When done well, crowdsourcing can result in widespread interest from the public and engaged volunteers. Wikipedia illustrated what collaborative knowledge creation could look like on a large scale. Wikipedia’s rapid growth signals a significant shift in crowdsourcing as something that is feasible on a large scale. Other large-scale crowdsourcing projects have likewise produced favorable results: the Galaxy Zoo’s volunteers have identified more than ten million images of galaxies, while volunteers working on the National Library of Australia’s historic newspaper digitization project have corrected 36.5 million lines of OCR text. Participants are motivated by a number of factors, including a passion for the subject, an interest in giving back to the community, contributing to a collective goal, or wanting to play a role in a professional field (5). For historians, this means leveraging the knowledge of engaged volunteers who are eager to share their accumulated knowledge and passion for the past.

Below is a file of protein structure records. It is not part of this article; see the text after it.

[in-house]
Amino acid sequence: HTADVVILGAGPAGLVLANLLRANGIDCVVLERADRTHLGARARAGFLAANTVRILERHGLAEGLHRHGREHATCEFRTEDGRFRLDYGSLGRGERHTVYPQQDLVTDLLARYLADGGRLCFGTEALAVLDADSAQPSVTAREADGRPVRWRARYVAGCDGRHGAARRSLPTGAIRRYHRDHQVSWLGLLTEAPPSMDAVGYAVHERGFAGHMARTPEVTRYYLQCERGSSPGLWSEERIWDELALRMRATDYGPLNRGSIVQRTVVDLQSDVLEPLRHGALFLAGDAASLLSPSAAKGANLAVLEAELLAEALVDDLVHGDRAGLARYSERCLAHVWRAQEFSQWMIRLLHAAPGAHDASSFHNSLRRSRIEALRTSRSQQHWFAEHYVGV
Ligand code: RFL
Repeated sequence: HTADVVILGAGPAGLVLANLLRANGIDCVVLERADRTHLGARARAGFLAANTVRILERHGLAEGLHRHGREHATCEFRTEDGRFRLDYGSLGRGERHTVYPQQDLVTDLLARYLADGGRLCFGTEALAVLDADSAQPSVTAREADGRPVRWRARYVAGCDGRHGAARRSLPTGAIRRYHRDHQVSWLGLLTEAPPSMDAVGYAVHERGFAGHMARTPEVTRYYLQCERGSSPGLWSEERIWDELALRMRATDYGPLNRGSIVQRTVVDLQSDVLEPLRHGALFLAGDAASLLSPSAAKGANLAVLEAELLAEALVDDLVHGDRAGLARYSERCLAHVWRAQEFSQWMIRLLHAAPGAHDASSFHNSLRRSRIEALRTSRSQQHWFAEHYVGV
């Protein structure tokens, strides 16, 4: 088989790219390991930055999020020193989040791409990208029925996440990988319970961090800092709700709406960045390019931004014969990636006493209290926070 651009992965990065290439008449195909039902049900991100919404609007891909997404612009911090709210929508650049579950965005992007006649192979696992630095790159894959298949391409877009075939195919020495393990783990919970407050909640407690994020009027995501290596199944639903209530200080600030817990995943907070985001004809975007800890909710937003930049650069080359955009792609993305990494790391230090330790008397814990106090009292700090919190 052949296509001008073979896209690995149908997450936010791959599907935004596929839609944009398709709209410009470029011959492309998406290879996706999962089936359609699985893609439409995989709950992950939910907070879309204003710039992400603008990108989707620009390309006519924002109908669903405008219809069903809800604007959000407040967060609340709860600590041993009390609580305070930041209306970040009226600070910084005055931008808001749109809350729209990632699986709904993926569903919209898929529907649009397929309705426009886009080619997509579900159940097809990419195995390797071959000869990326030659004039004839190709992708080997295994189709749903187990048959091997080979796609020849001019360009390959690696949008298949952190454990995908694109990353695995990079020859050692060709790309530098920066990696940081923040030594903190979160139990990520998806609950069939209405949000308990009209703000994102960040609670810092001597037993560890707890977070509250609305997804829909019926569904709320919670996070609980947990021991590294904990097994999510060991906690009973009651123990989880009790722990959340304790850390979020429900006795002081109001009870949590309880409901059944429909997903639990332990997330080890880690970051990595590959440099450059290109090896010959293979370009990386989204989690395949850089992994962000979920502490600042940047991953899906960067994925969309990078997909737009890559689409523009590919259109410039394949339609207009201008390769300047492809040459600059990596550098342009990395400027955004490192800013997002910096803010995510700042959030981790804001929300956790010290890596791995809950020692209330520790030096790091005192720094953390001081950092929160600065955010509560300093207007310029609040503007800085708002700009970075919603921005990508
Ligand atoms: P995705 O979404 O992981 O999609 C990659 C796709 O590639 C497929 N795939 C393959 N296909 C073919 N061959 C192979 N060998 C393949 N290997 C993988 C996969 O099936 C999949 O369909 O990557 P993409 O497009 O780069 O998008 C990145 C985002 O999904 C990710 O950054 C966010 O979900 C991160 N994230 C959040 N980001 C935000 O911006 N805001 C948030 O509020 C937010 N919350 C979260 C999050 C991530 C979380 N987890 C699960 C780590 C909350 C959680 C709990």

We’d like to share a few examples of recent crowdsourced projects that offer a detailed glimpse of how crowdsourcing can work in digital history. For the first project, we need to go all the way back to the turn of the eighteenth century. On the night of November 8, 1800, a disastrous fire swept through the U.S. War Department, destroying a collection of papers, books, and records relating to the military, veterans, Indians, social welfare, internal security, and frontier diplomacy. In short, the loss not only destroyed key documents of the military history of the early Republic, but a wealth of information about the country’s early history more broadly. Not until the 1990s did scholars begin reconstructing the lost archive. Under the work of Ted Crackel, a military historian at East Stroudsburg University, the project sought to rebuild the archive with copies. The project then moved to the Center for History and New Media at George Mason University in 2006, which initiated the digitization of forty-five thousand documents. In 2010, the Papers of the War Department began a crowdsourcing project to transcribe the documents in the archive. The project generated widespread interest: after thirty-three months, the War Department Papers’ 1,685 volunteer users have contributed 12,071 saves to the project and another 565 edits, initiated roughly five hundred conversations using the “talk” feature of the transcription tool (5).